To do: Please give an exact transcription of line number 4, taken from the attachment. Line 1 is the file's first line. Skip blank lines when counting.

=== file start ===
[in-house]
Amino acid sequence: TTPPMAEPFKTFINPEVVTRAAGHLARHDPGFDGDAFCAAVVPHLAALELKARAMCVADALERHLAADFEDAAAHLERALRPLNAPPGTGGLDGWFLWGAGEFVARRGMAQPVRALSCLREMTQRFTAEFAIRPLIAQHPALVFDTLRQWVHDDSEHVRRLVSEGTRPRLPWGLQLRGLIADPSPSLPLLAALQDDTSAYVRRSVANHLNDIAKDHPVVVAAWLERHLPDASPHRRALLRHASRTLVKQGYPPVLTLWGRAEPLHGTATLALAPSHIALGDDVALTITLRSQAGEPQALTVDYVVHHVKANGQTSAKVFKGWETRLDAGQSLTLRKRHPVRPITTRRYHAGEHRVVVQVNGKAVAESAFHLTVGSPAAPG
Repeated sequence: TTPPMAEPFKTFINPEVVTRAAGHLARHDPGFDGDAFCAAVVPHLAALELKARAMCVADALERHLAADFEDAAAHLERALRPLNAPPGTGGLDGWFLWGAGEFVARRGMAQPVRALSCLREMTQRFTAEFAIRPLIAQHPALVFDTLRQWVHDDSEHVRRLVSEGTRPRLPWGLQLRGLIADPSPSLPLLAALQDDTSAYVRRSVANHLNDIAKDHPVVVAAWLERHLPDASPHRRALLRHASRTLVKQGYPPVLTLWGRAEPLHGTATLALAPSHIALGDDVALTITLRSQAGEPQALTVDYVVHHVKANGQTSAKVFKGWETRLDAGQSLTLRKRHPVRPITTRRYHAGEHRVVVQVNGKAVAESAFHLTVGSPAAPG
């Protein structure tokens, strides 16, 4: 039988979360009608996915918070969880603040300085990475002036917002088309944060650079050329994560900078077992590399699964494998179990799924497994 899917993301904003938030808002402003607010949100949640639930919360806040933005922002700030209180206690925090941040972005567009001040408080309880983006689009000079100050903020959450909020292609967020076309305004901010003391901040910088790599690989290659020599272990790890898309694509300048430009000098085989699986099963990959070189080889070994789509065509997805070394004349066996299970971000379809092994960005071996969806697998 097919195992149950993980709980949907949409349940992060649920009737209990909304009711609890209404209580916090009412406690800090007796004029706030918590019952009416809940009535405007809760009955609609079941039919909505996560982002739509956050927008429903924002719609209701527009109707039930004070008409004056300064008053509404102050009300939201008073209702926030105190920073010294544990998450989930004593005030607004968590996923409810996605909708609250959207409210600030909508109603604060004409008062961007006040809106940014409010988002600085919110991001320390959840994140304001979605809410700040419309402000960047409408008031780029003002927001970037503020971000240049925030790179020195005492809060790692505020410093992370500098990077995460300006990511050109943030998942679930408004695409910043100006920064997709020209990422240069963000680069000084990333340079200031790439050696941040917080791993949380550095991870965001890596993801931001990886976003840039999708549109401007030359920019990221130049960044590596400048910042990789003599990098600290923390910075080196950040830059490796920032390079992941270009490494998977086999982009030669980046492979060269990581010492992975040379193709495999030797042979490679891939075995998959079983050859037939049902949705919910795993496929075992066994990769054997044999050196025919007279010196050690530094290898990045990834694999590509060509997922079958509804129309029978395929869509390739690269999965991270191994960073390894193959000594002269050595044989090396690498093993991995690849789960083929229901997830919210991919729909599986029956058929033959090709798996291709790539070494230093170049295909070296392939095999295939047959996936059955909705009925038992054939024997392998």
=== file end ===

């Protein structure tokens, strides 16, 4: 039988979360009608996915918070969880603040300085990475002036917002088309944060650079050329994560900078077992590399699964494998179990799924497994 899917993301904003938030808002402003607010949100949640639930919360806040933005922002700030209180206690925090941040972005567009001040408080309880983006689009000079100050903020959450909020292609967020076309305004901010003391901040910088790599690989290659020599272990790890898309694509300048430009000098085989699986099963990959070189080889070994789509065509997805070394004349066996299970971000379809092994960005071996969806697998 097919195992149950993980709980949907949409349940992060649920009737209990909304009711609890209404209580916090009412406690800090007796004029706030918590019952009416809940009535405007809760009955609609079941039919909505996560982002739509956050927008429903924002719609209701527009109707039930004070008409004056300064008053509404102050009300939201008073209702926030105190920073010294544990998450989930004593005030607004968590996923409810996605909708609250959207409210600030909508109603604060004409008062961007006040809106940014409010988002600085919110991001320390959840994140304001979605809410700040419309402000960047409408008031780029003002927001970037503020971000240049925030790179020195005492809060790692505020410093992370500098990077995460300006990511050109943030998942679930408004695409910043100006920064997709020209990422240069963000680069000084990333340079200031790439050696941040917080791993949380550095991870965001890596993801931001990886976003840039999708549109401007030359920019990221130049960044590596400048910042990789003599990098600290923390910075080196950040830059490796920032390079992941270009490494998977086999982009030669980046492979060269990581010492992975040379193709495999030797042979490679891939075995998959079983050859037939049902949705919910795993496929075992066994990769054997044999050196025919007279010196050690530094290898990045990834694999590509060509997922079958509804129309029978395929869509390739690269999965991270191994960073390894193959000594002269050595044989090396690498093993991995690849789960083929229901997830919210991919729909599986029956058929033959090709798996291709790539070494230093170049295909070296392939095999295939047959996936059955909705009925038992054939024997392998």